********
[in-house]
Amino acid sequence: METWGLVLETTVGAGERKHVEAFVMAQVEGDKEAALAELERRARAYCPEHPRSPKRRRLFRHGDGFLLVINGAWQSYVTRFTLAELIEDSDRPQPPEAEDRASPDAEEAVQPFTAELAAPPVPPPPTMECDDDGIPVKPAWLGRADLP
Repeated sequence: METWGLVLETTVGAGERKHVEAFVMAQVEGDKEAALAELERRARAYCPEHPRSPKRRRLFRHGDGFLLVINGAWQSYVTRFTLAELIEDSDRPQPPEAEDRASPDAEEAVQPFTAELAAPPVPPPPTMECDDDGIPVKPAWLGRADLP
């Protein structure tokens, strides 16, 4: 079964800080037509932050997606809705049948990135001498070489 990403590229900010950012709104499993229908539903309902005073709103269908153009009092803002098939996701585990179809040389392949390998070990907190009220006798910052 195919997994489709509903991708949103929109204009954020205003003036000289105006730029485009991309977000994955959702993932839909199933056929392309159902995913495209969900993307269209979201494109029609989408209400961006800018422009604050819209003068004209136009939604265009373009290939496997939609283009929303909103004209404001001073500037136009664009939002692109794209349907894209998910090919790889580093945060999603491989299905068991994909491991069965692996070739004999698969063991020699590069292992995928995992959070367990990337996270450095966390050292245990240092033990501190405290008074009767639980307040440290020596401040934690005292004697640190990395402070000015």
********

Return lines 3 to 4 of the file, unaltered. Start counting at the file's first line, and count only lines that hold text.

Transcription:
Repeated sequence: METWGLVLETTVGAGERKHVEAFVMAQVEGDKEAALAELERRARAYCPEHPRSPKRRRLFRHGDGFLLVINGAWQSYVTRFTLAELIEDSDRPQPPEAEDRASPDAEEAVQPFTAELAAPPVPPPPTMECDDDGIPVKPAWLGRADLP
């Protein structure tokens, strides 16, 4: 079964800080037509932050997606809705049948990135001498070489 990403590229900010950012709104499993229908539903309902005073709103269908153009009092803002098939996701585990179809040389392949390998070990907190009220006798910052 195919997994489709509903991708949103929109204009954020205003003036000289105006730029485009991309977000994955959702993932839909199933056929392309159902995913495209969900993307269209979201494109029609989408209400961006800018422009604050819209003068004209136009939604265009373009290939496997939609283009929303909103004209404001001073500037136009664009939002692109794209349907894209998910090919790889580093945060999603491989299905068991994909491991069965692996070739004999698969063991020699590069292992995928995992959070367990990337996270450095966390050292245990240092033990501190405290008074009767639980307040440290020596401040934690005292004697640190990395402070000015």